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C# - Wildcard Search Using LINQ

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10 Aug 2013CPOL
Wildcard search using LINQ

Introduction

telescope-by-salendron-320

Do you need to create a wild-card style search method using LINQ? It is ridiculously easy.

Below is a simple example, using LINQs with the .StartsWith method defined on the string class. In an application for work, I needed a "Google-like" search performed on a list where with each keystroke, the list is filtered to more closely match what is typed into the search input box.

At work, I am stuck still using Windows Forms, so what you see below is used to populate the venerable Winforms Treeview. The filtering piece, though, can be useful in other situations.

Image by salendron | Some rights reserved

I'm stepping away briefly from my examination of routing in ASP.NET MVC and ASP.NET Web API to toss this little gem out there. There's nothing fancy or new here, but if you are new to LINQ, or just never had to use LINQ with a wildcard search scenario before, this might be helpful.

Basic LINQ Query Using the .StartsWith Method

The wildcard search below will filter the IEnumerable<Company> on the Company.CompanyName property, as well as on the Company.CompanyCode property (which represents the company instance's US Tax ID number).

Basic Code for the Wildcard Search Using LINQ .StartsWith Method
public void LoadListView(IEnumerable<Company> companies, string searchString = "")
{
    IEnumerable<Company> query;
    if (!(searchString.Length > 1))
    {
        query = companies;
    }
    else
    {
        query =
        (from company in companies
         where company.CompanyName.StartsWith(searchString, 
            StringComparison.OrdinalIgnoreCase) 
        || company.CompanyCode.StartsWith(searchString, 
            StringComparison.OrdinalIgnoreCase)
         orderby company.CompanyName
         select company);
    }

    foreach (var filteredCompany in query)
    {
        // Load the ListView control . . .
    }
}

In the above code, a source Enumerable is passed in and becomes the target for the filter. Additionally, an optional search string is passed, with an empty string as default. The way the method above is set up, if the search string is not at least one character in length, the entire contents of the source Enumerable are shown. Once the length of the input string is greater than a single character, the filter is applied.

The Search Function Before Typing in the Search Textbox

search-companies-before-typing

As you can see, once we begin to type, and the input string (in this case, "al" so far) length exceeds a single character, the filtering begins:

The Search Function After Typing in the Search Textbox

search-companies-after-typing

Depending upon your needs, you might modify this to display nothing until an input string is present. Also, depending upon the size of your original data set, you might need to apply other strategies to winnow down the starting instance of IEnumerable passed in (in my case, the entire list of companies is supplied. We may have to look at that if it grows too large).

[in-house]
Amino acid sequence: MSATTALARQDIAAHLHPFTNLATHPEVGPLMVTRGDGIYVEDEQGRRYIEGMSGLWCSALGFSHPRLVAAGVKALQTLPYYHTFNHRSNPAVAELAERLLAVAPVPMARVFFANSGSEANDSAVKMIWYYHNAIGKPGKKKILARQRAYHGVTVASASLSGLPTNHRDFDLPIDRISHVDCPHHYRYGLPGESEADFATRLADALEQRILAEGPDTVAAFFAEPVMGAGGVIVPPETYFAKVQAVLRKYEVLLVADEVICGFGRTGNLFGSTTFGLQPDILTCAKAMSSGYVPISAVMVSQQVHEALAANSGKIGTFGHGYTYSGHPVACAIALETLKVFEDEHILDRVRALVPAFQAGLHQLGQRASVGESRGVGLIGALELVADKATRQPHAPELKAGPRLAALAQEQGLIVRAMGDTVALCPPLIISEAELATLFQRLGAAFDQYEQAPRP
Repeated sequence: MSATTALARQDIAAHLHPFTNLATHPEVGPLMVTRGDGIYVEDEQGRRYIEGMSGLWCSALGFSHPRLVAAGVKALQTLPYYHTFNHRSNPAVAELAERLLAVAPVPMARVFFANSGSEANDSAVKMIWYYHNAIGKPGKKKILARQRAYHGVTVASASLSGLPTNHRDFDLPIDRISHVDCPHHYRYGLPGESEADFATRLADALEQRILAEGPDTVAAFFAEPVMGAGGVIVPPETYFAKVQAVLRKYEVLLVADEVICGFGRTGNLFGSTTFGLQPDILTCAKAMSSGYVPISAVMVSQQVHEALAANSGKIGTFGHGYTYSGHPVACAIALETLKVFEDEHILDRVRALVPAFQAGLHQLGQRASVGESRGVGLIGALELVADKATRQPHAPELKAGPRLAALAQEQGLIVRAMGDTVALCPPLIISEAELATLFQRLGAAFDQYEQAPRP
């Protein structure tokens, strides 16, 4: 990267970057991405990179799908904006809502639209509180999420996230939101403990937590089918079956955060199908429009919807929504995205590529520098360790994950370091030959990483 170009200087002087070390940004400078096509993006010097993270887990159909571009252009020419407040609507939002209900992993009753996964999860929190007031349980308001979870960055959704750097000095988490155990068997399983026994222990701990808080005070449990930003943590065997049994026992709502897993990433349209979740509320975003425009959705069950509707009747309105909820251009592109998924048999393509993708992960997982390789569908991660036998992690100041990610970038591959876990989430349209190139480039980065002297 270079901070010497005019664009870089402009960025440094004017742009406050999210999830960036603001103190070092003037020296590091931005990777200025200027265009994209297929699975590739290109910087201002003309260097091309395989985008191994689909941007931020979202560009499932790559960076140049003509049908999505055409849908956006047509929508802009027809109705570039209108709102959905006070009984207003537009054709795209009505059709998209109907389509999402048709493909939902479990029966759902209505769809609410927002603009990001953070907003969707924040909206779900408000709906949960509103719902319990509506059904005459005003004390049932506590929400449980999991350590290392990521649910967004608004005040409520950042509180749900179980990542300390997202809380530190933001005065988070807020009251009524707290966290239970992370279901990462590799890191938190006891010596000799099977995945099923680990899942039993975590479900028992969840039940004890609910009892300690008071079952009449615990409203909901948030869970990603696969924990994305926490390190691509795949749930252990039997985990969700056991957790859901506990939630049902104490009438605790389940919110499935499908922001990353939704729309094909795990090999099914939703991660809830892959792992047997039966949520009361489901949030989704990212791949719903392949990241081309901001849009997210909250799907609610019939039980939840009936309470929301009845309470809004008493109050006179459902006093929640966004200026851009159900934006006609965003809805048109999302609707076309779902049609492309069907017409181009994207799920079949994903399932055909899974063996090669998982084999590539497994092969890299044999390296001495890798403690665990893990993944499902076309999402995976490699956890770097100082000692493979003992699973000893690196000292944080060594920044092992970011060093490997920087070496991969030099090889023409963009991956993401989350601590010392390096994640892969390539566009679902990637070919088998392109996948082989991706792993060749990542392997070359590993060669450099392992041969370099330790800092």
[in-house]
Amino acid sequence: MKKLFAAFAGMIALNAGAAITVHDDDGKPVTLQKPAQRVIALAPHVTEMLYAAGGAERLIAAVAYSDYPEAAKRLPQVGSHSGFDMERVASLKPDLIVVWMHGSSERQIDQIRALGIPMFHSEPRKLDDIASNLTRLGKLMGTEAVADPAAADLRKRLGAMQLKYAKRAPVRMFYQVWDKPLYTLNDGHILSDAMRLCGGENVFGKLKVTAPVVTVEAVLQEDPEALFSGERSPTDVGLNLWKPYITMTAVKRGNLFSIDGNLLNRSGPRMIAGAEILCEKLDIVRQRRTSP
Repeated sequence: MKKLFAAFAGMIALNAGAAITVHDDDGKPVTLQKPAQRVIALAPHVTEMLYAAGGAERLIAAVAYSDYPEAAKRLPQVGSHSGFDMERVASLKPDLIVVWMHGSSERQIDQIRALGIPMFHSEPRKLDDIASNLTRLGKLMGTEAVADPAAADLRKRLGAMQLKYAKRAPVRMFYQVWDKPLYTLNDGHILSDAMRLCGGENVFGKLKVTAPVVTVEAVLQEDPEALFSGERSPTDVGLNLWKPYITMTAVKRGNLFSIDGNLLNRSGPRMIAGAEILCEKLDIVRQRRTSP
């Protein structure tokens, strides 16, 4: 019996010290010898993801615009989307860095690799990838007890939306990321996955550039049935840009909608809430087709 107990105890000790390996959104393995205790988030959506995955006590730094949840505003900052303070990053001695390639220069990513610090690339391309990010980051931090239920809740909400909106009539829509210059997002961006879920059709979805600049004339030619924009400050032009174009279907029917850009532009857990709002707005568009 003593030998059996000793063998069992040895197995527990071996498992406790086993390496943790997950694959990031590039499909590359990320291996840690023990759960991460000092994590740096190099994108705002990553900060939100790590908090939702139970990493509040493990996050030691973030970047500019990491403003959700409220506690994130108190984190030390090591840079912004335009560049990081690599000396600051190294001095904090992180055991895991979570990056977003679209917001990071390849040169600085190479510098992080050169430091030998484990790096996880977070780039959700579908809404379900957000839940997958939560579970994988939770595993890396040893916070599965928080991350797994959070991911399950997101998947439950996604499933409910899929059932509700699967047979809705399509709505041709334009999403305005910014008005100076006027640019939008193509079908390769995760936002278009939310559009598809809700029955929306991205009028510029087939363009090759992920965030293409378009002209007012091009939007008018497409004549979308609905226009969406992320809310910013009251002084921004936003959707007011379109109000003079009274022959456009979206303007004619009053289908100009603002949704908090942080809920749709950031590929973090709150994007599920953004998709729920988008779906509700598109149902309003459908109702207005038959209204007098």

For Case-Insensitivity Use StringComparison.OrdinalIgnoreCase

By default, LINQ will perform a case-sensitive comparison. Not especially useful in this context. To tell LINQ to ignore case, I have provided a second parameter to the StartsWith method, StringComparison.OrdinalIgnoreCase.

LINQ can also utilize the corresponding string methods EndsWith and Contains, which perform their respective functions in the manner implied by their names.

Additional Items of Interest

License

This article, along with any associated source code and files, is licensed under The Code Project Open License (CPOL)

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About the Author

John Atten
Software Developer XIV Solutions
United States United States
My name is John Atten, and my username on many of my online accounts is xivSolutions. I am Fascinated by all things technology and software development. I work mostly with C#, Javascript/Node.js, Various flavors of databases, and anything else I find interesting. I am always looking for new information, and value your feedback (especially where I got something wrong!)

Comments and Discussions

 
QuestionFor Search Pin
ashuslove26-Jun-14 2:42
Memberashuslove26-Jun-14 2:42 
Questioncan you please add project , it's not working in my project. thanks Pin
SAQIB ASLAM GANATRA8-Jun-14 22:04
MemberSAQIB ASLAM GANATRA8-Jun-14 22:04 
Questionhelp Pin
Jony Perveg13-Jan-14 7:00
MemberJony Perveg13-Jan-14 7:00 
AnswerRe: help Pin
John Atten13-Jan-14 12:39
MemberJohn Atten13-Jan-14 12:39 
QuestionUse Regex Pin
darrellp27-Aug-13 20:01
Memberdarrellp27-Aug-13 20:01 
Just wanted to point out that you can do this and much more by just using something like
list.Where(s=>rgx.Match(s).Success)
where rgx is a Regex object.
AnswerRe: Use Regex Pin
John Atten28-Aug-13 1:24
MemberJohn Atten28-Aug-13 1:24 
QuestionThanks. Pin
George Swan10-Aug-13 7:36
MemberGeorge Swan10-Aug-13 7:36 
AnswerRe: Thanks. Pin
John Atten10-Aug-13 7:56
MemberJohn Atten10-Aug-13 7:56 
AnswerRe: Thanks. Pin
John Atten10-Aug-13 8:01
MemberJohn Atten10-Aug-13 8:01 
QuestionLINQ Methods?? Pin
TnTinMn9-Aug-13 13:59
MemberTnTinMn9-Aug-13 13:59 
AnswerRe: LINQ Methods?? Pin
John Atten9-Aug-13 15:49
MemberJohn Atten9-Aug-13 15:49 

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Posted 8 Aug 2013

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